Ireland’s Lough Corrib has produced a giant of a Ferox trout to Welsh angler Ceri Jones – this 23lb 12oz beast.

The fish, the biggest Ferox ever officially weighed at west of Ireland venue, caps a long term ambition for Ceri, who has fished the water numerous times in search of a fish over the magical 20lb barrier.

The trout, thought to be 12 years old and towards the end of its predicted lifespan, took a rudd deadbait trolled close to Inchagoill Island.

Kevin Crowley of Inland Fisheries Ireland said: “The fish was officially weighed on certified scales, and once ratified, will be the largest officially verified trout from Lough Corrib.

“Although several fish in and around 25lb have been caught and released in recent years, they were not weighed on certified scales and cannot count for record purposes. With such massive fish coming off the lake, it is surely only a matter of time before the Irish trout record of 26lb 2oz, set in 1884, is broken on Corrib.”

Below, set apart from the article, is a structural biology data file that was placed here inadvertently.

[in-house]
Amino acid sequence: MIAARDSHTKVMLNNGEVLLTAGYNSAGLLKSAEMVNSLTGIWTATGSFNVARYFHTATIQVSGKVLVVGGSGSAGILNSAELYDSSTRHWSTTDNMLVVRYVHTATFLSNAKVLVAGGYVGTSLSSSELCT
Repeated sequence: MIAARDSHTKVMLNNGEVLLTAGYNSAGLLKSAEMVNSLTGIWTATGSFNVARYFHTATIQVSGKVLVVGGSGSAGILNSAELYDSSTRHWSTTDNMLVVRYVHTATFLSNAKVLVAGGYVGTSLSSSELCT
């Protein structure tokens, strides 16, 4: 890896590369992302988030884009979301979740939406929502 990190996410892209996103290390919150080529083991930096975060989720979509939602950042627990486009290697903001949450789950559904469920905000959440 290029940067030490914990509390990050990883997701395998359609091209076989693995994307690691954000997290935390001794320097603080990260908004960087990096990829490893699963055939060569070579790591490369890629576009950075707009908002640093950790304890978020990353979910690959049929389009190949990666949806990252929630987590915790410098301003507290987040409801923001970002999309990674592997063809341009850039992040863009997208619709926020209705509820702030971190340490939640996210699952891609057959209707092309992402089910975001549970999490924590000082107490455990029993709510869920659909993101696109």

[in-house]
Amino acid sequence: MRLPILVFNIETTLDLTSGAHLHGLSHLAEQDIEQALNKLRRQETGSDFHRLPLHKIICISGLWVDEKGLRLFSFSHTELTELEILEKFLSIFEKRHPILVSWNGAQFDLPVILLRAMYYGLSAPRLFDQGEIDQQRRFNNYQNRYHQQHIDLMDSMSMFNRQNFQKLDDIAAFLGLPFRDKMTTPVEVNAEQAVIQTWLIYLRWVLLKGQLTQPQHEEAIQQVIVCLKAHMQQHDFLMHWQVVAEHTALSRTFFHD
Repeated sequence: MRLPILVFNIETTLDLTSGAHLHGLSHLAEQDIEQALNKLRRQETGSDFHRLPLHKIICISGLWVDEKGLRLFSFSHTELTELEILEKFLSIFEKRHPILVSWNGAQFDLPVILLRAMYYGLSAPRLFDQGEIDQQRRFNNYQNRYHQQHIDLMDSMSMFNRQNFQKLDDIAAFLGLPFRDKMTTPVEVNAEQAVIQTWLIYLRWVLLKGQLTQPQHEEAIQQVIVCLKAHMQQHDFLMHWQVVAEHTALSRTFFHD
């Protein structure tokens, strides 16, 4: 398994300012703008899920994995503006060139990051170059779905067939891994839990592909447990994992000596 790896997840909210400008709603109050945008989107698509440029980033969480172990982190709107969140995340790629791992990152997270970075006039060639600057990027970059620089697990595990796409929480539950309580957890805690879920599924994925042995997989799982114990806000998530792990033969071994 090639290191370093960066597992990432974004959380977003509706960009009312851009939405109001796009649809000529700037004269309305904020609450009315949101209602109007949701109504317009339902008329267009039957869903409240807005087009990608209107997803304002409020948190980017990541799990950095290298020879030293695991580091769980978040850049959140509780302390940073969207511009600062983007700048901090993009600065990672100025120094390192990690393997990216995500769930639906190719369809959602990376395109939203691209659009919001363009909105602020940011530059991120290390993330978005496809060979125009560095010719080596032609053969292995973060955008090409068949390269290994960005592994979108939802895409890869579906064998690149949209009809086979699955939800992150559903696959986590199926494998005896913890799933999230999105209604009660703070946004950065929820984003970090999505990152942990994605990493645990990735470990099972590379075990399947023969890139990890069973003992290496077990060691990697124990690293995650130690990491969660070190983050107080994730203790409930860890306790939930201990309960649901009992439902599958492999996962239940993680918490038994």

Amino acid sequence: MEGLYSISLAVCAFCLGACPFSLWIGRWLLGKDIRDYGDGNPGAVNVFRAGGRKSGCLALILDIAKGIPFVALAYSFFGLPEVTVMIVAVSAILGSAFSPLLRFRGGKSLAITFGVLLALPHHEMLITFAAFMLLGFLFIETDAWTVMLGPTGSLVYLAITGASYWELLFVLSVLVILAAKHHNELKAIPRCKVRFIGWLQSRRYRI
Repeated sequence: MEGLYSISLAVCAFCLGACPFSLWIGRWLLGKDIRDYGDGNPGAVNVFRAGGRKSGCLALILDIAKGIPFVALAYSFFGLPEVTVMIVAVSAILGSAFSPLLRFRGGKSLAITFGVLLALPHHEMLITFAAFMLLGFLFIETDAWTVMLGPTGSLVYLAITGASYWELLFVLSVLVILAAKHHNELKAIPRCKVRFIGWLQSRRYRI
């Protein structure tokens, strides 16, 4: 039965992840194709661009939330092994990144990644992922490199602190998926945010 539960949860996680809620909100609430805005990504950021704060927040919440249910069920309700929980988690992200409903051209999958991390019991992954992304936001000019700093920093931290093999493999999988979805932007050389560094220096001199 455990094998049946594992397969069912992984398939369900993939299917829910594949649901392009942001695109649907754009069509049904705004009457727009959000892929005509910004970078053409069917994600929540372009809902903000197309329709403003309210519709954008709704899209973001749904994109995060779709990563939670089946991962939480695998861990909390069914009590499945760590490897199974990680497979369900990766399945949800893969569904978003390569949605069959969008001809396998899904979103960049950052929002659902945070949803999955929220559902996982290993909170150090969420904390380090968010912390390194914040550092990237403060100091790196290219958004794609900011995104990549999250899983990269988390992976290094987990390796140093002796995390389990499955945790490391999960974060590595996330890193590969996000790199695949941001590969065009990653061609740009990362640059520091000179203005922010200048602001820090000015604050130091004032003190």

Although stocks of brown trout appear to have declined on 43km long Lough Corrib, that cannot be said for the Ferox population. Fisheries experts have implemented measures to protect the species’ spawning grounds throughout the month of September, and a catch limit of one fish over 10lb per day has been enforced.

“We don’t require fly anglers, or any anglers, to return their fish on Corrib – there is a catch limit and size limit and we ask anglers to respect their quarry, stay within the limits, and only take what they need,” added Kevin. “We do encourage catch-and-release of Ferox trout, as the population is not huge, and most anglers are happy to observe this. However, there is no legal requirement to release big fish.

“If enough people requested a further change in bye-laws to require catch-and-release of Ferox trout that is something we would look at,” he added. “There is some scientific evidence that these really old, big fish are not very fertile – ‘menopausal’ perhaps – and that their contribution to spawning is much reduced. This fish has probably contributed handsomely to the gene pool already.”